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Discussion Starter · #1 ·
Hello,

Does anyone know if Front Door required by CODE to have Sill Pan / Door Pan

Thank you very much in advance!
 

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General Contractor
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Hello,

Does anyone know if Front Door required by CODE to have Sill Pan / Door Pan

Thank you very much in advance!
Introduce yourself and where you from and what you do...:thumbsup:
 

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topsail's trimcat
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it may be code depending on the region. i know most manufactuerers are now recommending it in the installation info
 

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Discussion Starter · #4 ·
I am from Austin TEXAS GC. I have seen door pans made from the sheet metal and they not quite very attractive looking before and after installation

Also I believe there is no such thing as CODE requirement to use them.

Thank you very much in advance!
 

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mindmapping it all!
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yes! it should be code. put some metal under that door before setting it!

read my sig!
 

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no..not necessarily..unless it's thermally broken it can cause more rot then an unprotected sub floor

..again follow the procedure outlined in the install instructions
 

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I am from Austin TEXAS GC. I have seen door pans made from the sheet metal and they not quite very attractive looking before and after installation

Also I believe there is no such thing as CODE requirement to use them.

Thank you very much in advance!
It doesn't have to be metal. Use flashing tape to make one. You aren't going to see it after installation anyways. Code enforced or not, doors shouldn't be installed without a pan flashing of some sort.
 

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Love me some Concrete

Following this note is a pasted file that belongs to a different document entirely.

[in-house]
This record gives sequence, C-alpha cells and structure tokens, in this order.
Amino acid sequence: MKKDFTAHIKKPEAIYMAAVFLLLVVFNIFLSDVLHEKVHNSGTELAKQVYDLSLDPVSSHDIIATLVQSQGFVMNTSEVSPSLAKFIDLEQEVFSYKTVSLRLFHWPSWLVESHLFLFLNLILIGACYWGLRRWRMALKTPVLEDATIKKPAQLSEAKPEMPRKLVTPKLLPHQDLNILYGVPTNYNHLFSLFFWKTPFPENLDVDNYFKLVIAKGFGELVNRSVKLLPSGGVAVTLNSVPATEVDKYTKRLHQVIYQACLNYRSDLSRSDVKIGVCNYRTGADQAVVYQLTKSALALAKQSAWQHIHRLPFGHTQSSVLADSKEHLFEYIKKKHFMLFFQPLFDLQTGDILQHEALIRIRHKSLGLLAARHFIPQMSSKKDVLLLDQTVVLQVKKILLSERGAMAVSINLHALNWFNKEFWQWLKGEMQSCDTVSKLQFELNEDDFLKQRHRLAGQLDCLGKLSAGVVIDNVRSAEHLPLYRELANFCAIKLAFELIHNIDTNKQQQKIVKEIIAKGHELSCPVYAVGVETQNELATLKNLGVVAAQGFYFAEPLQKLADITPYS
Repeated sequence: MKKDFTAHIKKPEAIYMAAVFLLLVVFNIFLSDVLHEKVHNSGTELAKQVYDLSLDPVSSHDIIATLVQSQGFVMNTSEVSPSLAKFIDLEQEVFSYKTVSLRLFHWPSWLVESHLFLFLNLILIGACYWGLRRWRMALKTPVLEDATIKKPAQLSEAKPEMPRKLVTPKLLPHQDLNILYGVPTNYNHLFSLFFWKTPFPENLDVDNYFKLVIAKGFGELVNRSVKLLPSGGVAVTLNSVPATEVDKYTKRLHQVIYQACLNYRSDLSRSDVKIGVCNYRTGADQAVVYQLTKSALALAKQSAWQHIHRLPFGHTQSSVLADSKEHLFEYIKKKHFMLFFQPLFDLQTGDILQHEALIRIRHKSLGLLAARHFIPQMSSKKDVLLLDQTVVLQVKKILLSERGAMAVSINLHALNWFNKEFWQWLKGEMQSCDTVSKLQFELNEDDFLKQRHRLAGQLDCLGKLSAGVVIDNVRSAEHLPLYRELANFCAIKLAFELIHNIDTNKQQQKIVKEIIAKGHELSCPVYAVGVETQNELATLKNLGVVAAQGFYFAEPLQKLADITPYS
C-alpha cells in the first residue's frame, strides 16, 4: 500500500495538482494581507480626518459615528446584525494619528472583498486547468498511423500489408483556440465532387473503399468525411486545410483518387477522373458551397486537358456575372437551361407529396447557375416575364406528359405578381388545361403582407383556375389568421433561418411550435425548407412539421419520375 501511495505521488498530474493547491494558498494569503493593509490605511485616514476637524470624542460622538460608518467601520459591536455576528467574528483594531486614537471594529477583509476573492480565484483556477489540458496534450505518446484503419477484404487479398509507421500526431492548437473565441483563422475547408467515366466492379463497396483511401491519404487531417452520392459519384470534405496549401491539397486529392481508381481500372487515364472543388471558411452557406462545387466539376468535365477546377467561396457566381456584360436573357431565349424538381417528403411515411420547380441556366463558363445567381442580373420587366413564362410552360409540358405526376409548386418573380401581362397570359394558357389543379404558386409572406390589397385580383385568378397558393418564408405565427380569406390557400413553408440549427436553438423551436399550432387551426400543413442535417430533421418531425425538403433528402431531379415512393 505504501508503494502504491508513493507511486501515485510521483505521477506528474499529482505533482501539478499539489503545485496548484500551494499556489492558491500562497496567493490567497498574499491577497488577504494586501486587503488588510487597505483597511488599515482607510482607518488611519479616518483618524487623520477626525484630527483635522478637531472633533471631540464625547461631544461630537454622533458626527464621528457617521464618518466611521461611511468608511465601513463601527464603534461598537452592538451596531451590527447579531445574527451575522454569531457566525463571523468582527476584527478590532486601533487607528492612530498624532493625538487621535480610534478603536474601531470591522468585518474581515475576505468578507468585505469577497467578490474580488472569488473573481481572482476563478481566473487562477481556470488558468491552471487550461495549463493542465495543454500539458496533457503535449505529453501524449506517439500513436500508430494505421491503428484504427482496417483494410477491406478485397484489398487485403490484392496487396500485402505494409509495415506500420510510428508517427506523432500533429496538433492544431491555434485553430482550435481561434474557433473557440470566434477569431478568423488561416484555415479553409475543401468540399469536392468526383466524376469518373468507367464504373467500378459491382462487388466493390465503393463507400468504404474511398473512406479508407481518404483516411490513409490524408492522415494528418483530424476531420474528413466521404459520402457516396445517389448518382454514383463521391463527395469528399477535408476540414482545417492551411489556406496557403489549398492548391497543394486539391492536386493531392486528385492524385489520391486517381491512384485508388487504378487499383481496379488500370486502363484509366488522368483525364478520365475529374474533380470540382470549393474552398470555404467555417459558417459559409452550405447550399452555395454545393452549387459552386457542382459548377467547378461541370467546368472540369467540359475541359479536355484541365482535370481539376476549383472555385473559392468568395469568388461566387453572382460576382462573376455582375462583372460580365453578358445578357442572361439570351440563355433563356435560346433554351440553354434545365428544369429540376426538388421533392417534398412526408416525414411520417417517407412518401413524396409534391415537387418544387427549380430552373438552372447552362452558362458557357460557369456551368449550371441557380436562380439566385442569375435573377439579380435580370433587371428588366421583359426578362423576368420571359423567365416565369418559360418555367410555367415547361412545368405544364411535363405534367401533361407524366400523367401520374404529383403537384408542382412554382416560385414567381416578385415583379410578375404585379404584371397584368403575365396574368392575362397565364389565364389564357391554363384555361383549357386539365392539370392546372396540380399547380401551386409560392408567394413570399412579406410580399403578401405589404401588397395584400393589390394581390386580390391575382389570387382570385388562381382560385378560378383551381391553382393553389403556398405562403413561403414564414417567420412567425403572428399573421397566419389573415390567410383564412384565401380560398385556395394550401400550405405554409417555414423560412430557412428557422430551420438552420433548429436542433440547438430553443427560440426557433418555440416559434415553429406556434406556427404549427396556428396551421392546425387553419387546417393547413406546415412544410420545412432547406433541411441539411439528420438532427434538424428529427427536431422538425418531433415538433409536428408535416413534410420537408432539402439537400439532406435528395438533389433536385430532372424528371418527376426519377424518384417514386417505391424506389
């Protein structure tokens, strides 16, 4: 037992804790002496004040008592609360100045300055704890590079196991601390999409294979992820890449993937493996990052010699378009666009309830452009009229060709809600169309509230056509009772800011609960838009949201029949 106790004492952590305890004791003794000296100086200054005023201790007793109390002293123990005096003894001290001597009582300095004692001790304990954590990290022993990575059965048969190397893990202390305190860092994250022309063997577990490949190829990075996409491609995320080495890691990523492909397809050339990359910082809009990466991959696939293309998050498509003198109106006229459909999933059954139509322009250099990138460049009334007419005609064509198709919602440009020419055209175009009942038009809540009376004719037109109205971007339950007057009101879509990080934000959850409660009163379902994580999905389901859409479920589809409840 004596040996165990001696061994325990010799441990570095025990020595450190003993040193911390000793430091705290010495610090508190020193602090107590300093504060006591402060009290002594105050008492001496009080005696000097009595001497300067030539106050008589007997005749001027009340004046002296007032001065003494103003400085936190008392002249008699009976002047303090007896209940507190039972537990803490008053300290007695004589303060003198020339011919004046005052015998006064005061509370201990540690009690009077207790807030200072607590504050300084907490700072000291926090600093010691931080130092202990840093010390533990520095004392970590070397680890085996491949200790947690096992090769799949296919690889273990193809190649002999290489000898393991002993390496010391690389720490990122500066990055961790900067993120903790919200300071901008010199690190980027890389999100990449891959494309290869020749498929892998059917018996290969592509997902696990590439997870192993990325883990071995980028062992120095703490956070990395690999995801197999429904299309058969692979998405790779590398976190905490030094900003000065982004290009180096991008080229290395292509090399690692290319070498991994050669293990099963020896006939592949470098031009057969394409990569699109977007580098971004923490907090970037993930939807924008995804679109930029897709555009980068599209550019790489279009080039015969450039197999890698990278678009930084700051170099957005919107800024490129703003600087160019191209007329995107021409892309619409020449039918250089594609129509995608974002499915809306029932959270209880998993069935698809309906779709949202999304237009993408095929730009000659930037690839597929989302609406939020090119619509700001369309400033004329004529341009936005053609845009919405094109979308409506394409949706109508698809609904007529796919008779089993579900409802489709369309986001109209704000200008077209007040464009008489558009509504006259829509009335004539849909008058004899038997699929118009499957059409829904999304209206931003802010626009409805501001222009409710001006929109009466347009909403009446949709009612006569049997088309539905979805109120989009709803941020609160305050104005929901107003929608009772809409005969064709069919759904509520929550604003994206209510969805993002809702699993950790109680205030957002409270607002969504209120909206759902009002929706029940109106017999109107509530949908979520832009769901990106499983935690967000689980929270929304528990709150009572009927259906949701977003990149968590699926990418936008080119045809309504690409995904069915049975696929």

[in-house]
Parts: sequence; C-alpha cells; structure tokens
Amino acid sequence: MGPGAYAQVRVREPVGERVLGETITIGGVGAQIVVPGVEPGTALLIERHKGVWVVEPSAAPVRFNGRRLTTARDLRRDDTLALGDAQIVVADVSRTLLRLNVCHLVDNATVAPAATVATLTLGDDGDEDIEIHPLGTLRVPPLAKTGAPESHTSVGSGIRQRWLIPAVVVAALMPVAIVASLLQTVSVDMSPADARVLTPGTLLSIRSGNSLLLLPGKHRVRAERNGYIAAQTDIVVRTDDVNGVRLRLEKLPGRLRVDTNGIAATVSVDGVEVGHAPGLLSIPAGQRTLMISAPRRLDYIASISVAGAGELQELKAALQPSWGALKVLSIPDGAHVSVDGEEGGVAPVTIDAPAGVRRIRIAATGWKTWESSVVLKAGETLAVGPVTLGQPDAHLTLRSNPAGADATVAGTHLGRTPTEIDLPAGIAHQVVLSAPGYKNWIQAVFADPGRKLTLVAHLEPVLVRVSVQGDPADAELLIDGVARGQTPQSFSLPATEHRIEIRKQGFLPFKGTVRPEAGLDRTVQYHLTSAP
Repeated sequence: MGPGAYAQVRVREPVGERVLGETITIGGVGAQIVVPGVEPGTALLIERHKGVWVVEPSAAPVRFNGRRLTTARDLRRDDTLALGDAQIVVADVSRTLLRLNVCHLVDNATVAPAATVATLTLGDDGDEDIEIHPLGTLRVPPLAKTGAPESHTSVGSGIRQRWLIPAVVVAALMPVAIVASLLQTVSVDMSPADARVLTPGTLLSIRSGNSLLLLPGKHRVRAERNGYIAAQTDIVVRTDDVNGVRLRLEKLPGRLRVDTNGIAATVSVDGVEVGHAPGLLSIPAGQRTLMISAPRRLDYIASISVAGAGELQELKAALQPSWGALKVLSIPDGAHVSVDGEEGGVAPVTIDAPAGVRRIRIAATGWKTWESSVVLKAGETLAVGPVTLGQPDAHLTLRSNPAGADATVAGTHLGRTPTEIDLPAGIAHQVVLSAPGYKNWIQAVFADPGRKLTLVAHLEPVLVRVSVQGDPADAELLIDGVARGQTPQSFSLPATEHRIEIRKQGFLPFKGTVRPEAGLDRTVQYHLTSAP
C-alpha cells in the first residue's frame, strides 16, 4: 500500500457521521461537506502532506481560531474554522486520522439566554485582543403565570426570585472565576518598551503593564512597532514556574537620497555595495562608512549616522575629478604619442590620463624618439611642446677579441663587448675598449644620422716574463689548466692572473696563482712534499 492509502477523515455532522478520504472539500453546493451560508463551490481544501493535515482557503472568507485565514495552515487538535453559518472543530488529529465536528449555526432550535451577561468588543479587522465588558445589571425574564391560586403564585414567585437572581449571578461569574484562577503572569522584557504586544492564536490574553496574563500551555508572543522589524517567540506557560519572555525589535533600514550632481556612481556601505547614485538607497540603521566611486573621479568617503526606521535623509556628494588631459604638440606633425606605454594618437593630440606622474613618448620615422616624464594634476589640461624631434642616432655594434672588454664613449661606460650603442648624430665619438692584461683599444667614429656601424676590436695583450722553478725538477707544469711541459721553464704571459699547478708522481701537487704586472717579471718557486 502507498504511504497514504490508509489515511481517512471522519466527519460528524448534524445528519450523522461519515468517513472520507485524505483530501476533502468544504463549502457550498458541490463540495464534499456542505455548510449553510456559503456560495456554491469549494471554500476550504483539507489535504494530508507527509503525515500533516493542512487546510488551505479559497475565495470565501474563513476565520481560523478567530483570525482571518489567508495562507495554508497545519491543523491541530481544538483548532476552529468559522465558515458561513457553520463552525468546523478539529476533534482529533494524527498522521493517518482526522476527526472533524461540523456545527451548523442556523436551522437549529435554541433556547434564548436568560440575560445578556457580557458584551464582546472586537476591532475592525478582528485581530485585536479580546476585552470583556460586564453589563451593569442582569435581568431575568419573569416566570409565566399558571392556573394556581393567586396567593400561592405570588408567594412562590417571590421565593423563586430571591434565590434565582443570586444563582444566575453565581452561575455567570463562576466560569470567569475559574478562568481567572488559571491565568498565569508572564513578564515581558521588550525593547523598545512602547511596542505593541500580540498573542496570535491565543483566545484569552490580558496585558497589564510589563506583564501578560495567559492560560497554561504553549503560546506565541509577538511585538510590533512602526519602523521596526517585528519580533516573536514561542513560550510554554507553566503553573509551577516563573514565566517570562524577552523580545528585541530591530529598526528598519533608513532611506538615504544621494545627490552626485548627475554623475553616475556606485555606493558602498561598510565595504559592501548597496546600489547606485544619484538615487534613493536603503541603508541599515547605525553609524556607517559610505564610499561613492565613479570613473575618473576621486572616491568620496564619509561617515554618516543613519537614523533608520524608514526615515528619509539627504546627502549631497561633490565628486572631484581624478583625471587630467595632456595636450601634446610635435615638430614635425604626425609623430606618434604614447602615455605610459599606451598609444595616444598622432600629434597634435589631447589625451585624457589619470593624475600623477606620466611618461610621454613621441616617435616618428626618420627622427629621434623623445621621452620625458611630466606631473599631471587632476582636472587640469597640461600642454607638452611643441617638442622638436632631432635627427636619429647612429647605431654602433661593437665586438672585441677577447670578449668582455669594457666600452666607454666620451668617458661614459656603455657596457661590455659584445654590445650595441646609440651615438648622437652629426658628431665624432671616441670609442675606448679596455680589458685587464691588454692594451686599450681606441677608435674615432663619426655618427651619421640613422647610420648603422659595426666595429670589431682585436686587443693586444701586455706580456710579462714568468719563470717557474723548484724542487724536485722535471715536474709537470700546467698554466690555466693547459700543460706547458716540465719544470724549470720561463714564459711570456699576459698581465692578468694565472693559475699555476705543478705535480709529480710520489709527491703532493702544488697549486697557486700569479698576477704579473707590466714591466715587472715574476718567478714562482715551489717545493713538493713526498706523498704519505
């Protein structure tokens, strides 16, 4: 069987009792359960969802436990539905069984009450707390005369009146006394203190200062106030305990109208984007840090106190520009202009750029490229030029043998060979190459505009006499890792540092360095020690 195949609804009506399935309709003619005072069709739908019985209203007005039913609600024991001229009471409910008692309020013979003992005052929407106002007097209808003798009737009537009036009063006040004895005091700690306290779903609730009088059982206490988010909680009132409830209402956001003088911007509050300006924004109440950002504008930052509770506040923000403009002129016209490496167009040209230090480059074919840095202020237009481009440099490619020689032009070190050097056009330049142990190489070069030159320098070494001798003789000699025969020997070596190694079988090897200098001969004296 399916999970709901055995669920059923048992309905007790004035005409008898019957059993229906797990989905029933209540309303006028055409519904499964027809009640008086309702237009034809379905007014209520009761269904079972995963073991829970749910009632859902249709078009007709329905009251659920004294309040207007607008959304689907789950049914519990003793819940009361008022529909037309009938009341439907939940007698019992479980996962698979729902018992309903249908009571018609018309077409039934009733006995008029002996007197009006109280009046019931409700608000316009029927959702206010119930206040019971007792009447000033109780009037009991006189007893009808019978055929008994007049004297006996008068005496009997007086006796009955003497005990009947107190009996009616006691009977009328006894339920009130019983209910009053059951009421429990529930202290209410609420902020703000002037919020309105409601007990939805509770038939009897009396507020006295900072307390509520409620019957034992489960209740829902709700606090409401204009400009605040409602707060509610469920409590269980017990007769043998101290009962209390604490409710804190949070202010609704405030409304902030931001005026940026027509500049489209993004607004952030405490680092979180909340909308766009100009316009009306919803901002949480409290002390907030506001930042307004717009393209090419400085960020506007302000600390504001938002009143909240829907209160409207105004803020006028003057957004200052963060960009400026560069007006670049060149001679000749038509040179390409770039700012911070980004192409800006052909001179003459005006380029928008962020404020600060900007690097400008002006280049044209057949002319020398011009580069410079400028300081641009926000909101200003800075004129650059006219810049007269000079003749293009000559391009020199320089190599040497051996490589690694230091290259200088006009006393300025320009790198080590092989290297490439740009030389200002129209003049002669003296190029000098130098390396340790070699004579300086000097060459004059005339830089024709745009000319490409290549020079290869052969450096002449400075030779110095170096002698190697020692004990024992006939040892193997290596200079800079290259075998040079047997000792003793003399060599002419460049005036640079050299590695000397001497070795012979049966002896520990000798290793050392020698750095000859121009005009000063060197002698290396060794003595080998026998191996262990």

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As stated above, something should be installed...

You have to refer to manu. requirements in the install instructions, if you do not, you void the original warranty and then you are just relying on your own.:thumbsup:
 

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Kowboy
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I've had to remove two separate sliding doors and jambs and install uncured rubber EPDM as flashing to prevent water from saturating the carpet.

The inspector may or may not require it, but I promise your customers will.

Caulk is not flashing.

The first pic shows the rotted tack strip after the track and jamb have been removed.

#2 is the heaved sill pitching toward the inside.

#3 the sill is ground to pitch properly, exposing the aggregate, and is coated with contact cement.

#4 the uncured rubber EPDM "pan" is adhered to the sill.

#5 the track is back in place.

#6 Finished.
 

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Pro
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EricBrancard said:
It doesn't have to be metal. Use flashing tape to make one.
I've done this with the Protecto Wrap and that Dupont stuff the Home Doc, recommended.

Put something in, but as someone else stated, the slope under the door is critical.

- Scott
 

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Have you heard of the new green building systems?

called: HERS

1. to pass and receive a tax credit...loss of incoming air=for 24,000 cf space...you can give up about the size of a cambell's soup can

2. the crew puts a 20" fan in one exterior door....it fits air tite because of the canvass adapter than meters via a cfm resistance tells us how much air is leaking in.

3. so do provide a solid even level base for the door threshold to rest on...put down one face sticky rubber/pad
 
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